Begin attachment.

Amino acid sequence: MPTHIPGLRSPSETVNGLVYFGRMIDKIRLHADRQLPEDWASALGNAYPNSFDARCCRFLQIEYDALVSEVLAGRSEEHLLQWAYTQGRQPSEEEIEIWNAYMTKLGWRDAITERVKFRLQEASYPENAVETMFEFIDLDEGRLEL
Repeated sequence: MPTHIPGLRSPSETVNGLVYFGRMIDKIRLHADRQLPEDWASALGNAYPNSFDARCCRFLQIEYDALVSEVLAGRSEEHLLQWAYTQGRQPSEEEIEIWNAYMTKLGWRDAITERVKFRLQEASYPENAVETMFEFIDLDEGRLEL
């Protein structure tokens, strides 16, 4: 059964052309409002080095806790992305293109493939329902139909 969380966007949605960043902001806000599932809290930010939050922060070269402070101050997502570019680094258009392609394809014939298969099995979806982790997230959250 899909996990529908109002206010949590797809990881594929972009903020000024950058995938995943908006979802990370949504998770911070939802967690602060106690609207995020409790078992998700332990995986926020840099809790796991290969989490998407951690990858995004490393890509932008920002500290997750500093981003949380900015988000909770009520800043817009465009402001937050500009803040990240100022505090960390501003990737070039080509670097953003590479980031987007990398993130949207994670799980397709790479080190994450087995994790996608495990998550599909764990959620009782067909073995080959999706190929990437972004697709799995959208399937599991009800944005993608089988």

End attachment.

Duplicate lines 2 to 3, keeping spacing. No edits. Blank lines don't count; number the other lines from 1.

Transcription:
Repeated sequence: MPTHIPGLRSPSETVNGLVYFGRMIDKIRLHADRQLPEDWASALGNAYPNSFDARCCRFLQIEYDALVSEVLAGRSEEHLLQWAYTQGRQPSEEEIEIWNAYMTKLGWRDAITERVKFRLQEASYPENAVETMFEFIDLDEGRLEL
């Protein structure tokens, strides 16, 4: 059964052309409002080095806790992305293109493939329902139909 969380966007949605960043902001806000599932809290930010939050922060070269402070101050997502570019680094258009392609394809014939298969099995979806982790997230959250 899909996990529908109002206010949590797809990881594929972009903020000024950058995938995943908006979802990370949504998770911070939802967690602060106690609207995020409790078992998700332990995986926020840099809790796991290969989490998407951690990858995004490393890509932008920002500290997750500093981003949380900015988000909770009520800043817009465009402001937050500009803040990240100022505090960390501003990737070039080509670097953003590479980031987007990398993130949207994670799980397709790479080190994450087995994790996608495990998550599909764990959620009782067909073995080959999706190929990437972004697709799995959208399937599991009800944005993608089988």